Play a video or audio tape for door-to-door missionaries.
The last thing you should do, when missionaries ring the doorbell, is to tell them to go away. This gives them a bad impression of you and, if they know you're a Catholic, of the Church. Instead, invite them in to view or listen to a tape.
You won't have to do anything except be friendly. Whether they're Jehovah's Witnesses or Mormons or "Bible Christians," ask them to sit down and tell them you'll be happy to take and read their literature, but say that first you'd like them to see a videotape or listen to an audio tape.
A few missionaries will excuse themselves at this point, but most, even those who won't accept Catholic literature, will be willing to sit through a tape. When the tape is through, ask them their impressions of it. Have on hand Catholic literature, in case they want more information. Invite them back for another visit (at which you'll play another tape).
Don't get into an argument or a deep discussion. What you want to do is have them listen to the truths of the Catholic faith as spoken by experts. Those truths will settle in their minds and, over time, will affect them.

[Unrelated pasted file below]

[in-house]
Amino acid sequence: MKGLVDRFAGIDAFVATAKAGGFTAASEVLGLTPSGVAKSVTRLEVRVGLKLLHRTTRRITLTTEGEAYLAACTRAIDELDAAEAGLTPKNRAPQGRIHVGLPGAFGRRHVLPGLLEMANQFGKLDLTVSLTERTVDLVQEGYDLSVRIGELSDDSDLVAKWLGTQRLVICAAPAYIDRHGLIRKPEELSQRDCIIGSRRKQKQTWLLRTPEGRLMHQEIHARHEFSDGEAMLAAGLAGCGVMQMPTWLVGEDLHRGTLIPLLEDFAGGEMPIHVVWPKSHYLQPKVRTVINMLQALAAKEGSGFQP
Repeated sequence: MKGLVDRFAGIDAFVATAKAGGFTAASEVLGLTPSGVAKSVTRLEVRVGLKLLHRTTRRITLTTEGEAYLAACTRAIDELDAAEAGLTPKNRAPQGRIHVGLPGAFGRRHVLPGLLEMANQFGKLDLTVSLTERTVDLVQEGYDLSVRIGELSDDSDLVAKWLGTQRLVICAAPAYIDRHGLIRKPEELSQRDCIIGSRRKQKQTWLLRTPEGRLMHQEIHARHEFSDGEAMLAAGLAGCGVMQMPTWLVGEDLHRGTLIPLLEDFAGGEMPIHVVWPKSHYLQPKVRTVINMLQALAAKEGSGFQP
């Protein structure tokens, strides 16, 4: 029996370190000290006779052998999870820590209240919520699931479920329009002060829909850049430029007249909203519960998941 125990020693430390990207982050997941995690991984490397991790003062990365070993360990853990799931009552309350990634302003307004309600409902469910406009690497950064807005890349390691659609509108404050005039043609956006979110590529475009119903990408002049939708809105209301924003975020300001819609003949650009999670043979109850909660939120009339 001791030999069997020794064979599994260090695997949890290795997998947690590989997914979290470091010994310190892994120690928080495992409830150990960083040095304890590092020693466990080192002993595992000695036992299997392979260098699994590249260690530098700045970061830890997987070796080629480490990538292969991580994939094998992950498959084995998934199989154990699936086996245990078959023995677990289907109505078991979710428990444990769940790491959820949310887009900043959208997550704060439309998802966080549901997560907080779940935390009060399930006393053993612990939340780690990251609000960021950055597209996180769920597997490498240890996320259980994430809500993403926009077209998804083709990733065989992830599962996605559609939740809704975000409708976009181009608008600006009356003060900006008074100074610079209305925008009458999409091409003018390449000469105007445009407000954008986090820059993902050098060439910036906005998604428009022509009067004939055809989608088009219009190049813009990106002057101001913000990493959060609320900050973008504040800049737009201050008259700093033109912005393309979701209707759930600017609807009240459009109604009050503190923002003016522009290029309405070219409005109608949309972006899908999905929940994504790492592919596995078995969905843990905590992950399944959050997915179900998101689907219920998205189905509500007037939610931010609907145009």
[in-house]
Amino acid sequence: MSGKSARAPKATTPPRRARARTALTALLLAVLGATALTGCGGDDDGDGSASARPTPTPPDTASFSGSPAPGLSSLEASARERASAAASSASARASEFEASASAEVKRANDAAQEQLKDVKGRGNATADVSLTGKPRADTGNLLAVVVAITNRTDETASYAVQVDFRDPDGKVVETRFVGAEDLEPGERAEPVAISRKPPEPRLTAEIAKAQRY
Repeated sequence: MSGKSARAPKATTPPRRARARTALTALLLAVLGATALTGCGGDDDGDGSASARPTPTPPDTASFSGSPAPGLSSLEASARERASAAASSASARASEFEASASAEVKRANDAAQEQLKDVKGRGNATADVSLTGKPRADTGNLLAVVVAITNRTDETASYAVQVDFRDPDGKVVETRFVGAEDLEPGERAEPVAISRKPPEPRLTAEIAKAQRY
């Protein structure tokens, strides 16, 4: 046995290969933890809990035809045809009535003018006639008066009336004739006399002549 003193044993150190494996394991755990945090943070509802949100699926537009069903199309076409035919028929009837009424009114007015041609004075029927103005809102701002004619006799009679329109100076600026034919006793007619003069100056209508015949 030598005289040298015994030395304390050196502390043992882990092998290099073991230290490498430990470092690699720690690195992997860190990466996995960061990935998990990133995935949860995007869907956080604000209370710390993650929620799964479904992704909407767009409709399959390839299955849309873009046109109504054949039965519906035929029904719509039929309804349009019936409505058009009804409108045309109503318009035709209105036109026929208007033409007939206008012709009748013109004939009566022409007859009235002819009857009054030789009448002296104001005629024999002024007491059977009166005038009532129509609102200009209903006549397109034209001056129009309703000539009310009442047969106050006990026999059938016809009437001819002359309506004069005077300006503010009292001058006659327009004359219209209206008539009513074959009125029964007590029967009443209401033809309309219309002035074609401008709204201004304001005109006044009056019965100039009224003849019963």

Place tracts or booklets in the pews at your parish.
For this one you'll need your pastor's permission, of course, but that shouldn't be hard to obtain if you offer to supply top-quality materials.
You'll be doing your pastor two favors: He won't have to purchase the tracts or booklets (you and your friends will do that), and he'll end up with a more educated parish—especially welcome to a pastor who is frustrated because he has to start at "square one" each time he gives a homily.
To ensure that parishioners take your literature, consider taping a little note that says "Free: Please take me home!" to the top of each one. You don't want folks to think the tracts or booklets, like the missalettes, should be left in the pews after Mass.